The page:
I found myself thinking a bit about what I might have done, the story I wanted to see, and that was when the notion of ‘write the story you want to read’ really hit me. For me, for now, it’s about stuff that goes on sort of below the plot layer. It’s about characters and why they do the things they do. Plot is important, yes, but I like fiction that really focuses on characters and how they grow and change (or don’t) over the course of a book. That’s what I want to read. That’s what I like to write. It’s funny that I never thought of it that way before.

Have a great weekend, all.

8 Responses

  1. I had that same sort of fork in the road moment in Catching Fire too. The story in my head had her joining a rebel army and starting a revolution. Hmmm, could be because that's the book I'm writing. lol.

    But that "write what you want to read" notion is a pretty good one, at least for me. It set me free to write the novels I'm working on now. I like adventure stories like Alexandre Dumas wrote, and I like crazy novels like Diana Gabaldon writes. So that's what I write. 🙂

  2. I recommend reading Mockingjay and then rethinking it all.

    My opinion on this is that her staying home and living out her life would shift the book too far toward literary. That ship has pretty much sailed for YA.

    The only rule I set for myself going by "write what you want to read" is "don't be dry". I hate any dry writing, prose, persuasive, or informative.

  3. That really is an interesting way to think about it, though I have to say that now you've mentioned it I agree. The realistic quality that comes with watching a character change (or not change) throughout a story is something that helps readers relate more closely to them. Perhaps YOU should have written Catching Fire instead…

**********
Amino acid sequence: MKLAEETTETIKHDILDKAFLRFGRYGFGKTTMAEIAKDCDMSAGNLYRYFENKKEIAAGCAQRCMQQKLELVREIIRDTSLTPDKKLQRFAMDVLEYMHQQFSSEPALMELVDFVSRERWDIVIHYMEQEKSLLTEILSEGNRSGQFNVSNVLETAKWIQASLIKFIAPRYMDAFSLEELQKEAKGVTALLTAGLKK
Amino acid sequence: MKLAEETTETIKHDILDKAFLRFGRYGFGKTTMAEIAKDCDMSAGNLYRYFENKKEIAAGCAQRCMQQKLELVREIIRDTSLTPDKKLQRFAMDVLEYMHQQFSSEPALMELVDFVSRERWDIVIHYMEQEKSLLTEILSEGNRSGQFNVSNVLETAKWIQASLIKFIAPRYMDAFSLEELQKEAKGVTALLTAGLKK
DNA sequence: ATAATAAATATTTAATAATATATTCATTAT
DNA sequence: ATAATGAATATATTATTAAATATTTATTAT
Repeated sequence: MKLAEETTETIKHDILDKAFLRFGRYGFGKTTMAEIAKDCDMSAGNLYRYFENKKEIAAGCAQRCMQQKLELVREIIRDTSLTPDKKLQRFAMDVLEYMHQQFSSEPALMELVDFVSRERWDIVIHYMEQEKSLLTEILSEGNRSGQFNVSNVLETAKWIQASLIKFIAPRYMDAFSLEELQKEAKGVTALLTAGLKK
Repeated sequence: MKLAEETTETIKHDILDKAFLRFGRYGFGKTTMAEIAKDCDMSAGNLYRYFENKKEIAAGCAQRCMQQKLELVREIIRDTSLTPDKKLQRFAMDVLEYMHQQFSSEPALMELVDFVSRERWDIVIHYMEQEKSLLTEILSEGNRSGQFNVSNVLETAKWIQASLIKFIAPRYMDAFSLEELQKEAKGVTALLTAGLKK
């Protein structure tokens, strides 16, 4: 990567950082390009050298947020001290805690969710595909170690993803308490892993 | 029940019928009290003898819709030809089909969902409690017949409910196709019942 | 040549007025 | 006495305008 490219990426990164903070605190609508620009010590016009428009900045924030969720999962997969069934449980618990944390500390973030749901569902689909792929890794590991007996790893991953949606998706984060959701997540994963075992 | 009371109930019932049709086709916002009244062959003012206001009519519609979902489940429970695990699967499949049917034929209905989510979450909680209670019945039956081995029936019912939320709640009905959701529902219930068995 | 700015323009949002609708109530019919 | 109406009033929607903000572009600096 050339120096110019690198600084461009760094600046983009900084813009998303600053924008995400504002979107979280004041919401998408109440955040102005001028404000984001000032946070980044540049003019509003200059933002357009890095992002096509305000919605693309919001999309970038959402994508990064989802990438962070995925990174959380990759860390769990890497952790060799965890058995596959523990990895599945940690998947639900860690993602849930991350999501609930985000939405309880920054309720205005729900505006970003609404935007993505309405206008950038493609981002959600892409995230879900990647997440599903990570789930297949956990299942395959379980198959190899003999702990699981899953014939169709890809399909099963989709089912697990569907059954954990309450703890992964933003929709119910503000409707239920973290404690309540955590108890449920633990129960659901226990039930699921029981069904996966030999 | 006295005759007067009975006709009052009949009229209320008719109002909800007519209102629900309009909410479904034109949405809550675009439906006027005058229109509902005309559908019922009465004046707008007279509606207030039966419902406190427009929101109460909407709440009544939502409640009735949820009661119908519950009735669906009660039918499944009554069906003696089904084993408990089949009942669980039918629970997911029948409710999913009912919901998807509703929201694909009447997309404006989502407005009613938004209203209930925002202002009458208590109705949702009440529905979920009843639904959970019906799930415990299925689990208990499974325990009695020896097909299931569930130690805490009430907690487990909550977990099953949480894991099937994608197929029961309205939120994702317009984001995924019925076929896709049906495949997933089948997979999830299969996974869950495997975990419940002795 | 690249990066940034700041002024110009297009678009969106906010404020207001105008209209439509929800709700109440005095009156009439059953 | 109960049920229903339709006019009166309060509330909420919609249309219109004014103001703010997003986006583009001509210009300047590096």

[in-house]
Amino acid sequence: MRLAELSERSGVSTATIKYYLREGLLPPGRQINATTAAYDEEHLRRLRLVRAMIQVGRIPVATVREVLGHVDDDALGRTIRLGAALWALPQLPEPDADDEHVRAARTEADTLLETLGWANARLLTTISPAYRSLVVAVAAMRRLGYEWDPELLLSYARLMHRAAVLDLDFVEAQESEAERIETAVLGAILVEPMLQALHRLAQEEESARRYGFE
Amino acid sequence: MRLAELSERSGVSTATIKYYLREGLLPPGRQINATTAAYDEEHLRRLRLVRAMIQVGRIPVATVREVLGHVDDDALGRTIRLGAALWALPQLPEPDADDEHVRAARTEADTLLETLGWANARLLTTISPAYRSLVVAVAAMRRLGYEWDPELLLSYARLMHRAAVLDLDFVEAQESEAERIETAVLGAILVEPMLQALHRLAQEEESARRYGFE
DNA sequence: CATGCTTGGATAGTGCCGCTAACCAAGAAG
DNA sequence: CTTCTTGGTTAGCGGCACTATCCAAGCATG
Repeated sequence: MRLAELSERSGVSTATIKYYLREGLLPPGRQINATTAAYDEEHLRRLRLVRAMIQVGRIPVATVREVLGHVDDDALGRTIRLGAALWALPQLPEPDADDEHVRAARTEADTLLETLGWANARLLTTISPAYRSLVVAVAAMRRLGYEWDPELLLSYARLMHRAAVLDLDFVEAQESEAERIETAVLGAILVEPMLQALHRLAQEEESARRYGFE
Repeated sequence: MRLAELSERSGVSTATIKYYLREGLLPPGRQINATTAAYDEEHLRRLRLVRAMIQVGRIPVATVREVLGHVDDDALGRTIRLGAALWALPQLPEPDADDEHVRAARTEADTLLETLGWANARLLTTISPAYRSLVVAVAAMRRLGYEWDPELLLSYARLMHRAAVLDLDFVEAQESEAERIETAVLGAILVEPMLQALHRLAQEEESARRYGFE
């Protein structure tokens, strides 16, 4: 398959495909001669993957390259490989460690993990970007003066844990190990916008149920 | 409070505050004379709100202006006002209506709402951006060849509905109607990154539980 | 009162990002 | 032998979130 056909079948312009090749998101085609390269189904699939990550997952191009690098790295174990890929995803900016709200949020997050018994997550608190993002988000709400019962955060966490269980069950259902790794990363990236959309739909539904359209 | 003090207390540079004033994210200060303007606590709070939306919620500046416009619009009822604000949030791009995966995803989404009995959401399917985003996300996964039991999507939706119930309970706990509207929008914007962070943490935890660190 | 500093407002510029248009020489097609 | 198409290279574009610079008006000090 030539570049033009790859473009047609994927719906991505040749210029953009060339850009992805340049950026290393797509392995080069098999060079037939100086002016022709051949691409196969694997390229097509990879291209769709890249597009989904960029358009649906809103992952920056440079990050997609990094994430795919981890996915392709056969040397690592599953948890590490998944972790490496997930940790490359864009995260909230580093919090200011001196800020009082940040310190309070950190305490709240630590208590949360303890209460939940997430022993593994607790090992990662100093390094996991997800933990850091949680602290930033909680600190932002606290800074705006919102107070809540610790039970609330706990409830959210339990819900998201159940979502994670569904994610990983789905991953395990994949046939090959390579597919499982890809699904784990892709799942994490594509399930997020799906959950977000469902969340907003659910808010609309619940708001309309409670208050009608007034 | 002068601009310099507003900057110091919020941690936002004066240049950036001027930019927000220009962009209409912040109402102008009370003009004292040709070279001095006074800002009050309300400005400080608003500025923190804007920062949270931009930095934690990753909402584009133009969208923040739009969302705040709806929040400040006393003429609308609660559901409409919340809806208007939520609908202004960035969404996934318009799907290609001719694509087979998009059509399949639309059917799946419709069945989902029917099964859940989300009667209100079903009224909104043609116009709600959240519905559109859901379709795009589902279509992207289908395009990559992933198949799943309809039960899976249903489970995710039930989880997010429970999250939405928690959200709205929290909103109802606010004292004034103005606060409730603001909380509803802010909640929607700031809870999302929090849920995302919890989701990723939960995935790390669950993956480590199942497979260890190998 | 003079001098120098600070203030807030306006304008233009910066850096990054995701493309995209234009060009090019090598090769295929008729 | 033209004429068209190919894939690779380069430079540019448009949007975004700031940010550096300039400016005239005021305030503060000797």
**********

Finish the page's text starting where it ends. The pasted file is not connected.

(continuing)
Thanks for this post, and I'm glad that my question for the guest post has prompted so much thought for you 🙂

  4. Patrick, you're absolutely right, and part of my problem was forgetting that this was not that sort of book. And while *I* would have thought it was cool, millions of people would have been left saying, "Huh?" if she had written it that way.

    I've read some pretty literary YA in the not-so-distant past, so I don't entirely agree with you that literary ship has sailed. It just would have been wrong (maybe not 'wrong', but it would have really messed up expectations) had Suzanne Collins turned book 2 and/or 3 into a more literary-type thing.

  5. Hah, no, this was Suzanne Collins' story to tell, not mine. I think maybe I've been reading too much literary stuff (and writing it, too), and it colored my expectations.

    Funny, you never know what things are going to get the brain going.

  6. Gabaldon/Dumas love child…intriguing.

    I haven't gotten there yet (I usually try to leave a little space between books in a series or books by the same author), but I understand Mockingjay might be the book you thought Catching Fire should be. I'll know soon….

  7. That's an interesting revelation. If you're really interested in the characters, and how they change, that love should go into the book (or maybe hate) and they'll seem all the more real to the reader.

  8. Interesting take on CF. I really enjoyed the book (and loathed Mockingjay for many reasons). I write what I enjoy. I agree that plot isn't everything because I love character arc, but I need both.